Compact fluorescent light bulbs save consumers money — and their use can help slow global warming. So why haven't they come into widespread use yet?
A compact fluorescent light bulb (CFL) is a tiny version of the long overhead lights in your office. It's twisted into a spiral. The CFL fits into the same fixtures where you use regular incandescent bulbs. The CFLs cost more, but they use about one-third of the electricity of the incandescent bulbs.
Utilities and local governments have tried giving them away to promote switching over to CFLs.
Wal-Mart hopes to more than double its sales of them in 2007.
"We are committed to selling 100 million CFL bulbs this year," said Andy Rubin, Wal-Mart vice president for sustainability.
He said one CFL should last five years, and the customer's electric bills should be 50 cents to 75 cents lower each month as a result of switching from one standard bulb to one compact fluorescent bulb.
If the nation's largest retailer were to meet its goal of selling 100 million CFL bulbs, the aggregate electric bill savings would be $3 billion, according to Rubin.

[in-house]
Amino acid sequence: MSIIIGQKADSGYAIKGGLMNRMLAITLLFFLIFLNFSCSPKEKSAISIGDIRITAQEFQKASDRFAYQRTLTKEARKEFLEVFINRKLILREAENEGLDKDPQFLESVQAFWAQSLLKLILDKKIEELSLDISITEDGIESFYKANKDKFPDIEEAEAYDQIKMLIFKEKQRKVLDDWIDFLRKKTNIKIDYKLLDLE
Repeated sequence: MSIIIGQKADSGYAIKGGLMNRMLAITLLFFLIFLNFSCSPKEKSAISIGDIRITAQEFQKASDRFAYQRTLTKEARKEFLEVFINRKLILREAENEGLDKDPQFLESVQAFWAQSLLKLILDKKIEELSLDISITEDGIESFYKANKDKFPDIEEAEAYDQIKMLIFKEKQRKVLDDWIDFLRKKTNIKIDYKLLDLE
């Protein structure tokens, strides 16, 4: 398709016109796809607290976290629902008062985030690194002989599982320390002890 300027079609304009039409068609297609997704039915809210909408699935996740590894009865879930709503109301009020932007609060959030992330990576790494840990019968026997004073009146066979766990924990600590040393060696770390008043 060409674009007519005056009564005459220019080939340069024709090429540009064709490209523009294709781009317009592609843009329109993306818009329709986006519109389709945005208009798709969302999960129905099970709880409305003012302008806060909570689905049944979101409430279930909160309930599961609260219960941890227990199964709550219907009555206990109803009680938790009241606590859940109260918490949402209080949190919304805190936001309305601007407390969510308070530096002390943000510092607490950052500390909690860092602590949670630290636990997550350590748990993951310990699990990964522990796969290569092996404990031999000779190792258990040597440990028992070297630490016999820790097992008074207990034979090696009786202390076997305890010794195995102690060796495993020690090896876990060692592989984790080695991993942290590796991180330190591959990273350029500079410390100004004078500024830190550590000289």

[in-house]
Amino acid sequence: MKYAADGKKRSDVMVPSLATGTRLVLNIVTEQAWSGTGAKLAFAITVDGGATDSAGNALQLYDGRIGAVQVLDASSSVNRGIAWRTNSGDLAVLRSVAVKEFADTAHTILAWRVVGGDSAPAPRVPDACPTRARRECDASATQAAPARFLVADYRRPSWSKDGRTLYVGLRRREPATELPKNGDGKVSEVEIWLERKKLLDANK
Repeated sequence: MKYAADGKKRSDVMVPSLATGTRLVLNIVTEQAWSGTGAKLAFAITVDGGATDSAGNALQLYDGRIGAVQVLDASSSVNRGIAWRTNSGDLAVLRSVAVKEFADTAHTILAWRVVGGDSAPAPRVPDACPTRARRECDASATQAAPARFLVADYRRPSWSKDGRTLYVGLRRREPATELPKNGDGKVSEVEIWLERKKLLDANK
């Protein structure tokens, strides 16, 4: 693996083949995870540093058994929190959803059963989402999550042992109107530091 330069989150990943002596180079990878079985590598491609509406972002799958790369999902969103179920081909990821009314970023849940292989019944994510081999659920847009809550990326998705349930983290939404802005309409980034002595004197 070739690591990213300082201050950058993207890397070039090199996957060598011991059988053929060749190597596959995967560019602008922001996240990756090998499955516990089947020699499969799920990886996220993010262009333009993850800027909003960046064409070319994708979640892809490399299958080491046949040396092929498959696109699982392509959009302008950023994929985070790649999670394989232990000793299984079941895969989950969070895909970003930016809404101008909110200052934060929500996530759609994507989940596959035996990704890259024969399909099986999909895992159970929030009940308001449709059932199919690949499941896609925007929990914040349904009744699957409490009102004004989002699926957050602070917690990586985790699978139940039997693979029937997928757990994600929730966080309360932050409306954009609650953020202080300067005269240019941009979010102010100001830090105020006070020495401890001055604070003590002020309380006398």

When Wal-Mart itself switched to CFLs in its ceiling-fan-lights displays, it saved $8 million a year.
"There is a real desire right now for action," Rubin said. By buying CFLs, customers know they are helping curb greenhouse gases. "Everyone can do this."
Brian Huyser, creator of onebillionbulbs.com, believes in that message so much that he started a Web site preaching the gospel of CFLs.
The inspiration was a Discovery Channel documentary on global warming. The narrator said, "If each family switched out one bulb, it would be the equivalent of taking one million cars off the road."
"I went to bed that night intrigued," Huyser said. The next morning, he decided to start onebillionbulbs.com. "After all, what could be easier than changing a light bulb?"
But Randall Stross's experience with CFLs may demonstrate one of the hurdles. Stross, author of The Wizard of Menlo Park, writes about how Americans clung to their gas lights at first, even though they were impressed with the quality of Thomas Edison's electric lights.
In the case of CFLs at his own house, Stross finds their light quality a bit lacking — and he's not the only one. As an experiment, he put one in the hall and didn't tell anyone.
After a month, his son asked, "Would you please fix the light in the hall?"
"This seems like an ethereal, intangible quality, and one that can't be weighed in the same balance of the very fate of the planet," Stross said. "But we have always taken the quality of light very seriously."